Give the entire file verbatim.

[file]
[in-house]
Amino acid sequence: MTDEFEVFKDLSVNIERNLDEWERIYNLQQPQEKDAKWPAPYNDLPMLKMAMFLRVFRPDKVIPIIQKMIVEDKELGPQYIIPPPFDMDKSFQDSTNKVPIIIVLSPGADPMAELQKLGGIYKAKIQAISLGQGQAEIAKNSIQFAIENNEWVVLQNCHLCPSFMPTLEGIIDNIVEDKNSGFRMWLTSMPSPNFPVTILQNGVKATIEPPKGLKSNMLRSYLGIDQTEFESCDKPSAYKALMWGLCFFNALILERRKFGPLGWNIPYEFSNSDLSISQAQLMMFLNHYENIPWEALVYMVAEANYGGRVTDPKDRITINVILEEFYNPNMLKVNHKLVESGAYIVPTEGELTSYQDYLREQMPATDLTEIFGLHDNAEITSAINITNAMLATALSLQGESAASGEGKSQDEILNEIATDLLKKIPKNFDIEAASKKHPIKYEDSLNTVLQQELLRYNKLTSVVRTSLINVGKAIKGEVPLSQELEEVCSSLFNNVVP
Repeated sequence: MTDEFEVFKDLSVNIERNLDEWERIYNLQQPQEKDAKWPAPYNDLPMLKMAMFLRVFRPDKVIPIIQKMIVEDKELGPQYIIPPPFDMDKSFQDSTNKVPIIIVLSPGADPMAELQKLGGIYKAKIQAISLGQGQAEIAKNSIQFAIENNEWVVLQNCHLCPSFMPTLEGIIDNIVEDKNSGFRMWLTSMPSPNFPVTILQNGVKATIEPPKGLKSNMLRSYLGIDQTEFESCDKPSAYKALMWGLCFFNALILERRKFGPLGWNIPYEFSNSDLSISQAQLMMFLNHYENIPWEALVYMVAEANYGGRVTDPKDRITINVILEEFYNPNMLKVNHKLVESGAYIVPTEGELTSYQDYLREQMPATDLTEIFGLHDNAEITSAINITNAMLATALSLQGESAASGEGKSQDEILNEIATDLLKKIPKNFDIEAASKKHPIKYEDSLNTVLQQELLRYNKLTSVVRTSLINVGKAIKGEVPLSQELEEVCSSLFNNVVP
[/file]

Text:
[in-house]
Amino acid sequence: MTDEFEVFKDLSVNIERNLDEWERIYNLQQPQEKDAKWPAPYNDLPMLKMAMFLRVFRPDKVIPIIQKMIVEDKELGPQYIIPPPFDMDKSFQDSTNKVPIIIVLSPGADPMAELQKLGGIYKAKIQAISLGQGQAEIAKNSIQFAIENNEWVVLQNCHLCPSFMPTLEGIIDNIVEDKNSGFRMWLTSMPSPNFPVTILQNGVKATIEPPKGLKSNMLRSYLGIDQTEFESCDKPSAYKALMWGLCFFNALILERRKFGPLGWNIPYEFSNSDLSISQAQLMMFLNHYENIPWEALVYMVAEANYGGRVTDPKDRITINVILEEFYNPNMLKVNHKLVESGAYIVPTEGELTSYQDYLREQMPATDLTEIFGLHDNAEITSAINITNAMLATALSLQGESAASGEGKSQDEILNEIATDLLKKIPKNFDIEAASKKHPIKYEDSLNTVLQQELLRYNKLTSVVRTSLINVGKAIKGEVPLSQELEEVCSSLFNNVVP
Repeated sequence: MTDEFEVFKDLSVNIERNLDEWERIYNLQQPQEKDAKWPAPYNDLPMLKMAMFLRVFRPDKVIPIIQKMIVEDKELGPQYIIPPPFDMDKSFQDSTNKVPIIIVLSPGADPMAELQKLGGIYKAKIQAISLGQGQAEIAKNSIQFAIENNEWVVLQNCHLCPSFMPTLEGIIDNIVEDKNSGFRMWLTSMPSPNFPVTILQNGVKATIEPPKGLKSNMLRSYLGIDQTEFESCDKPSAYKALMWGLCFFNALILERRKFGPLGWNIPYEFSNSDLSISQAQLMMFLNHYENIPWEALVYMVAEANYGGRVTDPKDRITINVILEEFYNPNMLKVNHKLVESGAYIVPTEGELTSYQDYLREQMPATDLTEIFGLHDNAEITSAINITNAMLATALSLQGESAASGEGKSQDEILNEIATDLLKKIPKNFDIEAASKKHPIKYEDSLNTVLQQELLRYNKLTSVVRTSLINVGKAIKGEVPLSQELEEVCSSLFNNVVP